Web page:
Business man looking at question mark sketch on the wallYou can learn a lot about candidates, not just from the answers they give to your interview questions but from the questions that they ask you during or at the end of the interview when prompted. Candidates who ask no questions at all, (or who ask basic questions where the answer can easily be found on the website), demonstrate low levels of enthusiasm and engagement with your organization. But, candidates who ask more thoughtful questions are more likely be highly engaged with and informed about your employer brand and are more likely to have the right attitude to succeed.

In the first part of this article we outlined four questions that great candidates ask – and described what it says about them and these were:

1. What are your team’s key objectives for the next 12 months?

2. What are the key priorities for the job incumbent?

3. What aspects of this job are most challenging and sometimes keep you up at night?

4. Can you outline the career progression opportunities within the business?

In the second part of this article we have outlined four more questions great candidates ask:

1. Having assessed my application fully, what are my strengths and weaknesses for this role?

This is a great question as this shows that they can accept negative feedback in an empowering way, indicating a good level of emotional intelligence. It’s also a closing signal, which is that they are trying to close the deal by uncovering any niggling doubts or final obstacles and addressing them there and then, (or in a follow up email), moving themselves closer to their destination. This shows that the candidate really wants to work for you and is prepared to put in additional effort beyond just responding to interview questions to get it.

2. Would you like to know what unique contributions I can make to your team and company?

This is a wonderful question, which is also another “deal closing” question as this shows that the candidate is not simply expecting to come to your business to make up numbers and pick up their monthly check. Hiring a passenger and not a participant is probably one of the biggest fears of a small employer. This question shows that the person is visualizing success in the role and is expecting to be a contributing employee in your business – and can even show you how they mean to do it.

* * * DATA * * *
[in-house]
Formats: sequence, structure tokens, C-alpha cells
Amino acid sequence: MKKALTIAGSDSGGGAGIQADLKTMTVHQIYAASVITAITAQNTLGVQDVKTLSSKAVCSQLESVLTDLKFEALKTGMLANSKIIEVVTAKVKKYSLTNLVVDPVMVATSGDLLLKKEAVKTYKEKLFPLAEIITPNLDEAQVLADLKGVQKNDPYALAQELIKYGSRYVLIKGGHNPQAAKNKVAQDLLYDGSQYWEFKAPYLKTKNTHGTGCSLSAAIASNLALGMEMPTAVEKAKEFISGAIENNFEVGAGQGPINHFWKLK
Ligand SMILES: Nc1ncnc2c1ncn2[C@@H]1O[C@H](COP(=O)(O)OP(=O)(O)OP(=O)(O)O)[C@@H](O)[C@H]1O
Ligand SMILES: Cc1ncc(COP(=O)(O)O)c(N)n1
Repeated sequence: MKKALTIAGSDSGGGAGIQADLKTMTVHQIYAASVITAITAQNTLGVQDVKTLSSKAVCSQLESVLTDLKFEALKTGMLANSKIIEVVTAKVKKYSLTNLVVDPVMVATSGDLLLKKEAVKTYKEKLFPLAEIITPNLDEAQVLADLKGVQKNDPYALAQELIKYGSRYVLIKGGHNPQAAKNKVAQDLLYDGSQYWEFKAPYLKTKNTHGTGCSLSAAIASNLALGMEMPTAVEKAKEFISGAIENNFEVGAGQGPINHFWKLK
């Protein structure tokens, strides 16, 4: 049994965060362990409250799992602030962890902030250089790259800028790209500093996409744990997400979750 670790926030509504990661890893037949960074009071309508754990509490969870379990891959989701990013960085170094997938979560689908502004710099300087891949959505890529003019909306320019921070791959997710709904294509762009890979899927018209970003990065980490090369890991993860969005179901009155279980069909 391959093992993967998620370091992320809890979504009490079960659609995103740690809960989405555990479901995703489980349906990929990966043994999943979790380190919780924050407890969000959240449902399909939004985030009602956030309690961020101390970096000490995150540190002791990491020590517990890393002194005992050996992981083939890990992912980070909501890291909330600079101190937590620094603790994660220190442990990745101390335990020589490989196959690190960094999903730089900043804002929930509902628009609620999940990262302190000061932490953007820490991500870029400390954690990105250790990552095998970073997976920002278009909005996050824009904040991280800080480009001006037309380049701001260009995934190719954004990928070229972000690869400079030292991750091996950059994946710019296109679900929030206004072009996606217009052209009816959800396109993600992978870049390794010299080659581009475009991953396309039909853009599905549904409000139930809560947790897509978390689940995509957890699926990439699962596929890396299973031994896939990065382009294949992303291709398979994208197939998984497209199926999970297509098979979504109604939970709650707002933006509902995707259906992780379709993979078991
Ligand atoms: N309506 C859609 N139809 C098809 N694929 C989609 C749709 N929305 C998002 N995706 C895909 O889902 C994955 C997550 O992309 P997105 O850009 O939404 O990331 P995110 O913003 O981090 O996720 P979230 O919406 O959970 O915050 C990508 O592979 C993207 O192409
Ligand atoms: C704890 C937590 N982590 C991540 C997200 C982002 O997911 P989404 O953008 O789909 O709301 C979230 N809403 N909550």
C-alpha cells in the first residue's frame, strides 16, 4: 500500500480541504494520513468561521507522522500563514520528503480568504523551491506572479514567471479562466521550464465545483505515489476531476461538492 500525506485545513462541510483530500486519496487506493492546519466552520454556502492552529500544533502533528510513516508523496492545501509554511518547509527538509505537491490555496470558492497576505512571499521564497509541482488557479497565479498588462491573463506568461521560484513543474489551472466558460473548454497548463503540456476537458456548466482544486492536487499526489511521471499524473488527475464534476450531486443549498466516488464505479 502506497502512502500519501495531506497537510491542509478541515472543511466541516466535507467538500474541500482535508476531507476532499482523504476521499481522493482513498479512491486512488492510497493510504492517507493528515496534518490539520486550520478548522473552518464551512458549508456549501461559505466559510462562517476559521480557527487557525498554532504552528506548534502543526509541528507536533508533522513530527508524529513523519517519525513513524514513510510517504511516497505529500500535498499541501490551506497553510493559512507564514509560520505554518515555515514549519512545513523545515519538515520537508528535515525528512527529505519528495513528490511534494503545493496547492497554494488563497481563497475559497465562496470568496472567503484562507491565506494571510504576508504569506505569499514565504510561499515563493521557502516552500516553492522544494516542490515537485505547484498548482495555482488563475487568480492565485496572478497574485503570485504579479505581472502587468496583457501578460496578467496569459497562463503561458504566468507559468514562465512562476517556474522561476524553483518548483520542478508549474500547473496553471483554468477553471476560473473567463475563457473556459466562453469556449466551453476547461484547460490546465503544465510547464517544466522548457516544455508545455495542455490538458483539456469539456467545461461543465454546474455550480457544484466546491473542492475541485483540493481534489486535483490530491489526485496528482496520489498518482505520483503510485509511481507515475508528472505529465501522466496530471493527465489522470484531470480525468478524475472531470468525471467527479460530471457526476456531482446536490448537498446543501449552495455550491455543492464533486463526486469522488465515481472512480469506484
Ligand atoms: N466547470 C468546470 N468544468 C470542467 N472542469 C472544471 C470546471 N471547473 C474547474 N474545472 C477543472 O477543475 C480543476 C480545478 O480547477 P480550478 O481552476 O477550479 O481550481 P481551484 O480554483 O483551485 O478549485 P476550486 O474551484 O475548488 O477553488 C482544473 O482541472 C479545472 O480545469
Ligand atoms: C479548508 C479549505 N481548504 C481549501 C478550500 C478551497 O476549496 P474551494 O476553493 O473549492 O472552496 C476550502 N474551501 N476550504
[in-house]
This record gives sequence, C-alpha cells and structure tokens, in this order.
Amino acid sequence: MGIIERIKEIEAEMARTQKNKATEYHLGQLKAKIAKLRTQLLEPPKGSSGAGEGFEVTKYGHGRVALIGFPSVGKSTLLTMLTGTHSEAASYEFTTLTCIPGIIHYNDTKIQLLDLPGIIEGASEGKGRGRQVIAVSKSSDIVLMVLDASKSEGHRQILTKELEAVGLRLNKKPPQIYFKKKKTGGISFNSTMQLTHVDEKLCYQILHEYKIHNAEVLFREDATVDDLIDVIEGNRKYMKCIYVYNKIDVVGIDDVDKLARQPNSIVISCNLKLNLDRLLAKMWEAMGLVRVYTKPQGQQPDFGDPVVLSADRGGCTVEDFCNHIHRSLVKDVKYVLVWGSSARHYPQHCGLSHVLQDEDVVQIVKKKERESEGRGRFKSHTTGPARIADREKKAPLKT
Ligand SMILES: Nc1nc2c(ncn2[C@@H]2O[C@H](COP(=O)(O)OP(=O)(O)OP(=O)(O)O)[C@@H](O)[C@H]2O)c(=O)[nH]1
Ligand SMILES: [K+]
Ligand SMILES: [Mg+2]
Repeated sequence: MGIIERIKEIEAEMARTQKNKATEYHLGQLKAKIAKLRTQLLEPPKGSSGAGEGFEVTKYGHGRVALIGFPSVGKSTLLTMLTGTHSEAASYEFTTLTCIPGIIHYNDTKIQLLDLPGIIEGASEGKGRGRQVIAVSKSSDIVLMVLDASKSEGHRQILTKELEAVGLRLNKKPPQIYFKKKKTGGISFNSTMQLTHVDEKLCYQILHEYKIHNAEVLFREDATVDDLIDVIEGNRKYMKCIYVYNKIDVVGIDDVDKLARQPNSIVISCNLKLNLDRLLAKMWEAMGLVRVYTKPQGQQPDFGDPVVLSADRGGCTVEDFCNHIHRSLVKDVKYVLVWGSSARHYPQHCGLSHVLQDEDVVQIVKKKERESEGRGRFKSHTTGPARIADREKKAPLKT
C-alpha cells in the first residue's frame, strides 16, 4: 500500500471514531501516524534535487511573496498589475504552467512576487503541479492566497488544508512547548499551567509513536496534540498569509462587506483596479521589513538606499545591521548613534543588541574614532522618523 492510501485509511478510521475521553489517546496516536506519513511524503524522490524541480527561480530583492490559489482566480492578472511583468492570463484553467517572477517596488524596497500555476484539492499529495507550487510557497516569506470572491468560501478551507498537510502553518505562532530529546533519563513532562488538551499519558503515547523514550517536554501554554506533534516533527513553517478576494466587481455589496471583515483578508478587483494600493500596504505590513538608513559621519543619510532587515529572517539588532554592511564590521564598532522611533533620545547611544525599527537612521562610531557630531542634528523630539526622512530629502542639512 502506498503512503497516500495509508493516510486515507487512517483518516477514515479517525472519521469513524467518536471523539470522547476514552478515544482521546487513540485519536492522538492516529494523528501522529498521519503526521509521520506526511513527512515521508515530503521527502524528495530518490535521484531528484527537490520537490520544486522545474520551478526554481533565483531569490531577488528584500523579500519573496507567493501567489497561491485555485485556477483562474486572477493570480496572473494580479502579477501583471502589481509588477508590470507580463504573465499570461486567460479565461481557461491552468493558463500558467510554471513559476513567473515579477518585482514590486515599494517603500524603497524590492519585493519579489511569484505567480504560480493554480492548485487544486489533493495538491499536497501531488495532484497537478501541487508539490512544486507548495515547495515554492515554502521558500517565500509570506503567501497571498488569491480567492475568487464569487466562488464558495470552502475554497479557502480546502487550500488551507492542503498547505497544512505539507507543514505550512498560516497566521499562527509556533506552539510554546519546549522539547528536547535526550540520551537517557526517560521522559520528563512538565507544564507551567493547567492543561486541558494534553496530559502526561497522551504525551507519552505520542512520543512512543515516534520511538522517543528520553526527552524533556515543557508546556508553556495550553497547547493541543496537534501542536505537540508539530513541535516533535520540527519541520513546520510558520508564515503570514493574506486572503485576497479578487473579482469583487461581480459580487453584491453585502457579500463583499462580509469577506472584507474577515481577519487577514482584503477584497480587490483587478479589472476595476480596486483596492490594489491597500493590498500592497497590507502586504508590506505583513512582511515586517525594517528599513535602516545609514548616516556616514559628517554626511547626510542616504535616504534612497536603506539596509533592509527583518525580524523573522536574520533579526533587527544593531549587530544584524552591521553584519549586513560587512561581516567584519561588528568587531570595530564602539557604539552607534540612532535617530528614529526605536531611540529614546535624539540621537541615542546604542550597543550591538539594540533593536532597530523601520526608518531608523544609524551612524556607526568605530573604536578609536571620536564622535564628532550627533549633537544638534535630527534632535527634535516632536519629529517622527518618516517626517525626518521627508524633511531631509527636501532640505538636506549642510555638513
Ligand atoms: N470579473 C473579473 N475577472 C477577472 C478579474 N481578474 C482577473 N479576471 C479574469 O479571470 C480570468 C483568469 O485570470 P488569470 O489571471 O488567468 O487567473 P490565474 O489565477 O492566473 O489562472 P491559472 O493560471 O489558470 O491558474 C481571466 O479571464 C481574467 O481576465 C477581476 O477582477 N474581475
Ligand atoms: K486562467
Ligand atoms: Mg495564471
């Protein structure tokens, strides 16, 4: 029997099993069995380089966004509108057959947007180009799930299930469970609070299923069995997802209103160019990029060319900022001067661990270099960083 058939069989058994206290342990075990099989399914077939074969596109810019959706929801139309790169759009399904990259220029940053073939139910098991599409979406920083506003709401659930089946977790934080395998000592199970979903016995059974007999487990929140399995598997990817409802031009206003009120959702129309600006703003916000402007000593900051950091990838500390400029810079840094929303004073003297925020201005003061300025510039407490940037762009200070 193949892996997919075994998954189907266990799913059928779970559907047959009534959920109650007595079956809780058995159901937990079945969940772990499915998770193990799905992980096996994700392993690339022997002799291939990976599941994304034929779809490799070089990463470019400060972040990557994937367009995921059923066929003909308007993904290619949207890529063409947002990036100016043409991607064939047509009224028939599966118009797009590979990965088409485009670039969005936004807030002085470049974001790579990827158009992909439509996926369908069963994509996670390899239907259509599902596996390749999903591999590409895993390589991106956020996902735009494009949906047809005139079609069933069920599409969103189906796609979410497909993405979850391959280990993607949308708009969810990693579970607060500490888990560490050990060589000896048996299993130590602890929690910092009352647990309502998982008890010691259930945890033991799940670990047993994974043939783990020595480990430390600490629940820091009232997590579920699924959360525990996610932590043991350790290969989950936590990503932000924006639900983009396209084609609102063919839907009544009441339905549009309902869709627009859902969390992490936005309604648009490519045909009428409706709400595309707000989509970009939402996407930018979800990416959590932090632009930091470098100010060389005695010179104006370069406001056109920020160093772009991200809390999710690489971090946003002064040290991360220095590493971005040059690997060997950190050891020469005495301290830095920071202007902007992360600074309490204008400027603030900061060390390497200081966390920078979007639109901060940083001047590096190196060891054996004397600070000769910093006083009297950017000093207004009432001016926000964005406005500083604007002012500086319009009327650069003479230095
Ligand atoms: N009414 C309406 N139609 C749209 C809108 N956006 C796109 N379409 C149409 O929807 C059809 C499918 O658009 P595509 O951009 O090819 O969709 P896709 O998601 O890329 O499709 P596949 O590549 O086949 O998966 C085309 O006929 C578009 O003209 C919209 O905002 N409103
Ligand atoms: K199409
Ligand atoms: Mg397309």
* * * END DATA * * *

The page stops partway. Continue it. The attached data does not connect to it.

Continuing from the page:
3. Can you describe your management style (and perhaps give an example)?

Research is showing that the relationship between an employee and their direct manager is one of the most crucial relationships in the business. Employees with good relationships with their manager tend to stay longer and are more engaged. This is therefore a great question as the employee is trying to see how well their preferred working style and your preferred managerial style are aligned. It’s a very good exploratory question – and indicates that the employee places an emphasis on manager relationships in their success.

4. What training and development opportunities do you offer?

This is another question that can scare employers who don’t have a formal training budget, but plenty of employers do have a training budget and so this is a fair question and shows that the employee has a learning mentality, which is crucial to success. Do you really want someone who thinks they are the finished product and doesn’t believe they can learn any more. Even top CEOs, like the late Steve Jobs and Bill Gates believed in lifelong learning. If you don’t offer formal training, you might want to spin this around a little, (assuming it wasn’t asked in this anyway), and respond with, “We build in time for self teaching into our project budgets and how do you feel about that?” Their answer will help to clarify if your learning philosophies are aligned.

I’d love to hear what other questions you consider to be indicative of a great candidate.



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